Not what I expected, but just what I wanted

I am not certain how many films have been made about world war 2, but the fact that there can be lists such as The Top 50 Films about World War 2 suggests that the number is not insignificant. The prospect of seeing yet another, and one described as similar to Schindler’s List, a film I felt was deeply flawed, poorly directed and almost bitterly disappointing, was not an exciting thought.

However, I was wrong.

In Darkness is not just another World War 2 film. It is a lot of what Spielberg’s film claimed to be but was not. It is a human story of flawed individuals who do bad things and good things and sometimes survive simply as a matter of luck not virtue. It is a story about a man who wants to save his family and finds that his family has extended to include people whose language and religion feels inaccessible, frightening, and threatening.

The film is certainly not perfect. It runs too long – at least 20 of the 145 minutes could have been dropped. The foundation of the friendship between the protagonist, sewer inspector Leopold Socha and his old friend Bortnik, now a Nazi guard, is not adequately explained. The lack of argument, cries or protest in an early escape scene when only a small proportion of Jews fleeing the ghetto could be saved felt unrealistic.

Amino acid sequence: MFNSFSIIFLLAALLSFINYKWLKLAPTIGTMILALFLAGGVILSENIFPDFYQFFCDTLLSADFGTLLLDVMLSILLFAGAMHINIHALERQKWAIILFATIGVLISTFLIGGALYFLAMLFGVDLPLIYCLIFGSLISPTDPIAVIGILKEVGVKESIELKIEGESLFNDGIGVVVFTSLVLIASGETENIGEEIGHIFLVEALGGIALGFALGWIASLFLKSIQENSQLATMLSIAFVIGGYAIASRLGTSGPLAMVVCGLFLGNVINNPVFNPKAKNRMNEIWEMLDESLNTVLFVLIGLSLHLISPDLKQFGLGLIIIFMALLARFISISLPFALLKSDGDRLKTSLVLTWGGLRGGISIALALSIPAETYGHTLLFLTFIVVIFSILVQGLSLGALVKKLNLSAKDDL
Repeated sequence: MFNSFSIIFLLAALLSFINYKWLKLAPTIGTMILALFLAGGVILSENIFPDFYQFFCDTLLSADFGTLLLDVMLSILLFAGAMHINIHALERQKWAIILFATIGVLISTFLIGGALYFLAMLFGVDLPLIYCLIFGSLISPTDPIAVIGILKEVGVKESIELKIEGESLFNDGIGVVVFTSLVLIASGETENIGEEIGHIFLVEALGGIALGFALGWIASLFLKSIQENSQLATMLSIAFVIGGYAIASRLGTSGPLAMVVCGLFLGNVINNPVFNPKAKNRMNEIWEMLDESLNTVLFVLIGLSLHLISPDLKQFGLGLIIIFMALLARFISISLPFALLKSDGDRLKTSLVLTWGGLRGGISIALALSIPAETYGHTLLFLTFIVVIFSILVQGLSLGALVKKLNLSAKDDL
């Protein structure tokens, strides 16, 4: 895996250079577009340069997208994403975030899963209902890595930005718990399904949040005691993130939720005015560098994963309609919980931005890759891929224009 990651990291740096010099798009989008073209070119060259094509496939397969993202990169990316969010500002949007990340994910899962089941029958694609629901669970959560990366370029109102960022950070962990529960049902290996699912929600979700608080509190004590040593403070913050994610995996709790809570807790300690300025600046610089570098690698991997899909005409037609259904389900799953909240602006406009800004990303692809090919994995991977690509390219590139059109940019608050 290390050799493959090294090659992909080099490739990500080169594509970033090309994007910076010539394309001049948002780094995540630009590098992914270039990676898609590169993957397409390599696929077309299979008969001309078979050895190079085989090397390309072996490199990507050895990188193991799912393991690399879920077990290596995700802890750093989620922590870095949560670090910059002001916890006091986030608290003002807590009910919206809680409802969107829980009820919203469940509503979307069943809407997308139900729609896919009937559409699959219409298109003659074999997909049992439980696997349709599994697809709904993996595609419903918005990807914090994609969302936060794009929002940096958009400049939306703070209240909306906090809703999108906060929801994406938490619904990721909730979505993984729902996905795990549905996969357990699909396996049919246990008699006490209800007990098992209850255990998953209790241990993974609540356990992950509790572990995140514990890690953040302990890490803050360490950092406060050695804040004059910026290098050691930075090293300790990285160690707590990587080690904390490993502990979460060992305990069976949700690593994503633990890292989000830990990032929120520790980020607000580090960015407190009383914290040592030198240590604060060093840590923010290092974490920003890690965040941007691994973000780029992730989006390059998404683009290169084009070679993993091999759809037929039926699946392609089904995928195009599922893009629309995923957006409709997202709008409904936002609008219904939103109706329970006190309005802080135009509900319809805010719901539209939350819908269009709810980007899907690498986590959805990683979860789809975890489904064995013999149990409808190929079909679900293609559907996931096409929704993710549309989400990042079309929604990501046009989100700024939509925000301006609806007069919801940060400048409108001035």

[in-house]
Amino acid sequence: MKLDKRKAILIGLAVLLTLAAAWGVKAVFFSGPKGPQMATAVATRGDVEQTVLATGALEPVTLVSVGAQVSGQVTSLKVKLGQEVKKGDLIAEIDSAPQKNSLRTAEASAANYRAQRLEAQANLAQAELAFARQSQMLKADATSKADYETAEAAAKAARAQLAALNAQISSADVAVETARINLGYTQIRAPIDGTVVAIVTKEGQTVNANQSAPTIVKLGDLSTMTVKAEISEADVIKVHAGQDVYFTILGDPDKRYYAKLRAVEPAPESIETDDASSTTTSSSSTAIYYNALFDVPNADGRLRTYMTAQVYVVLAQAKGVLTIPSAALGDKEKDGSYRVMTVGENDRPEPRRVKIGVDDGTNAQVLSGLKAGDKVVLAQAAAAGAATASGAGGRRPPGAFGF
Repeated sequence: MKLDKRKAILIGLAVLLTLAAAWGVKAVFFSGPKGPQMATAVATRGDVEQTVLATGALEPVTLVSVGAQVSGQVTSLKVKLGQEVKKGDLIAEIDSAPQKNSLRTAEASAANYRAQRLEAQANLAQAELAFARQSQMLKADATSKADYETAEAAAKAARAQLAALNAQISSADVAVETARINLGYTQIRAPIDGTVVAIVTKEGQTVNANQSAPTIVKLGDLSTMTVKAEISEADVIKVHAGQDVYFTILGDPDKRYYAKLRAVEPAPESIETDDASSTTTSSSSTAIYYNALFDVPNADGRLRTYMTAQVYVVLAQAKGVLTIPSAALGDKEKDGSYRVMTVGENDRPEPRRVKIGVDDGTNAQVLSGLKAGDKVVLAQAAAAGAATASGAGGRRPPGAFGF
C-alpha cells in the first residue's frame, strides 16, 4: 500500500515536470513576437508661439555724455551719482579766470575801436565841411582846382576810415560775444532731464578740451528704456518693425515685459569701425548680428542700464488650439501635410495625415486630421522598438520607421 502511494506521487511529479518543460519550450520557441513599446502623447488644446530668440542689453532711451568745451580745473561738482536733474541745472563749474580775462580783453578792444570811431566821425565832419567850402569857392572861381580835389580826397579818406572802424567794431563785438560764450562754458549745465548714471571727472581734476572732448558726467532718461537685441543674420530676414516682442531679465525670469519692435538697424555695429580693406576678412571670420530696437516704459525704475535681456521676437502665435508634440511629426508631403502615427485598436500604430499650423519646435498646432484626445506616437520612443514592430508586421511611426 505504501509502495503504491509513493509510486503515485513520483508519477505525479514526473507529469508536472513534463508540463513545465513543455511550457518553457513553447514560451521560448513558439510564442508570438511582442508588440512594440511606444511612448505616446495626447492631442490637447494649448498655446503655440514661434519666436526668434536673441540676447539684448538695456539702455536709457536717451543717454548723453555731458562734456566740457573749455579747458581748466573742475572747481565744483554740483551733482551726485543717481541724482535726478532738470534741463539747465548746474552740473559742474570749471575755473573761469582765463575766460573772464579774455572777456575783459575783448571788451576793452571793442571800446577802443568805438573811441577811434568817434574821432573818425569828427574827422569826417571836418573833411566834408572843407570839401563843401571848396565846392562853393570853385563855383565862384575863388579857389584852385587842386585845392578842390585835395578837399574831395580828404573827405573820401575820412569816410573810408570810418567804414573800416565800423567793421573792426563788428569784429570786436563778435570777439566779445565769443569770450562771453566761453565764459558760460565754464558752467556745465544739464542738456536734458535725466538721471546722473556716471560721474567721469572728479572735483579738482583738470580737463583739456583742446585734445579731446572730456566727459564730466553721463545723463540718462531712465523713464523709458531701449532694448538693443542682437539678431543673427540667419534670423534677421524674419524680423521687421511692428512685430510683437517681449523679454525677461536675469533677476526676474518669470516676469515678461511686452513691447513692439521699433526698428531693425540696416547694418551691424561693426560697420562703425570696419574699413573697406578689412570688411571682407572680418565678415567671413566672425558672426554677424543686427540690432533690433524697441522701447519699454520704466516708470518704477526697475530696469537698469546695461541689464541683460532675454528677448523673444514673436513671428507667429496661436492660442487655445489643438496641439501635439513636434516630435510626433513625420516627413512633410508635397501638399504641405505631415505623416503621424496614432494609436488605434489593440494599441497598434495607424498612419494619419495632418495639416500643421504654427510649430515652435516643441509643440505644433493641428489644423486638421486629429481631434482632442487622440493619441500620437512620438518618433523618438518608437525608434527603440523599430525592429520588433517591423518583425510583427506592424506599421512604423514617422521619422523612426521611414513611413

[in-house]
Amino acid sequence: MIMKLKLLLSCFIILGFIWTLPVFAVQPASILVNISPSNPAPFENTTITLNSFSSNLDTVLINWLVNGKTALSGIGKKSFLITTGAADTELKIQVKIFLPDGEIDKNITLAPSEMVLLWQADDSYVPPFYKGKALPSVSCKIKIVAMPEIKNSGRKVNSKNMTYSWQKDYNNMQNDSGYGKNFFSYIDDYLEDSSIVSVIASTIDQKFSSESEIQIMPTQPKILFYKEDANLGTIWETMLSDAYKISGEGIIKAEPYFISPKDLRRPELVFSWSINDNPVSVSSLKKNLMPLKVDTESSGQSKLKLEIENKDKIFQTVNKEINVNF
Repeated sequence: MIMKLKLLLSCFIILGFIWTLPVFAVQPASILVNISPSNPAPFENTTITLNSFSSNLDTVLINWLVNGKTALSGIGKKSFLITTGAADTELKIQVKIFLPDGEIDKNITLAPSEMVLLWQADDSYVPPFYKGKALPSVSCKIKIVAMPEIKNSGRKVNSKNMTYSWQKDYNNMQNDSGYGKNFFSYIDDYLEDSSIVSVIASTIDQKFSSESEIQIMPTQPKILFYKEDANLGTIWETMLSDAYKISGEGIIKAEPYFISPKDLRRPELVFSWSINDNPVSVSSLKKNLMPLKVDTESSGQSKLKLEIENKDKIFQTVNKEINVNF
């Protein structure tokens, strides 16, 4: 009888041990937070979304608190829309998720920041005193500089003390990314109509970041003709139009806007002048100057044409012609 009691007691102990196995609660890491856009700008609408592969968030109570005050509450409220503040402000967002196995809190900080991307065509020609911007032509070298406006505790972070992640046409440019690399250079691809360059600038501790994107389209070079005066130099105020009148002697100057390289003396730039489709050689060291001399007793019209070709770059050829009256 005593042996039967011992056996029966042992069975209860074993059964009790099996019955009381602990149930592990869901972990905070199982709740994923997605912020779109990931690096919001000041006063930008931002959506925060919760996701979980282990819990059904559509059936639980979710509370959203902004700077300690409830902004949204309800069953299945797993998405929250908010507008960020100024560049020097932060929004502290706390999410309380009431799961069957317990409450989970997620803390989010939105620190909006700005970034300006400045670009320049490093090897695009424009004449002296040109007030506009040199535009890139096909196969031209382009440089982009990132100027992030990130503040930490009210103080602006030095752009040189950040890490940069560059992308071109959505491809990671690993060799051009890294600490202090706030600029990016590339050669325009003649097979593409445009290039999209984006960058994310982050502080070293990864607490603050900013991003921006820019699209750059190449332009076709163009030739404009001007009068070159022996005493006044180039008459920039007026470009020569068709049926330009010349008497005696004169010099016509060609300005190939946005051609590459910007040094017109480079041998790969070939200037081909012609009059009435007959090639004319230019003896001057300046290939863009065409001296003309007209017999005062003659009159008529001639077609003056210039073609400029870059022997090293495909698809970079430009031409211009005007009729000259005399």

Still, I have no regrets about spending my Saturday evening curled on the sofa watching this film. The cast was great and in particular the two lead actors, Robert Wieckiewicz as Socha and Benno Fürmann as Mundek Margulies, gave fantastic nuanced performances. Wieckiewicz in particular deserves mention for an early scene in which his ambivalence is conveyed entirely through facial expression and body language.


2 responses

  1. I think there were probably loads of WWII films made in the 40s to lift morale, etc. For some reason I’m more fascinated by WWI, possibly because it all went so very badly and was an awakening for some rather naive people. WWII was really just an extension of unfinished business.

  2. WWI was truly interesting – not the first Total War, but the last to date, and I agree that it shook Europe (and the US, to a small degree) to its core culturally. I am not certain that the long-term consequences have sorted themselves out, either.

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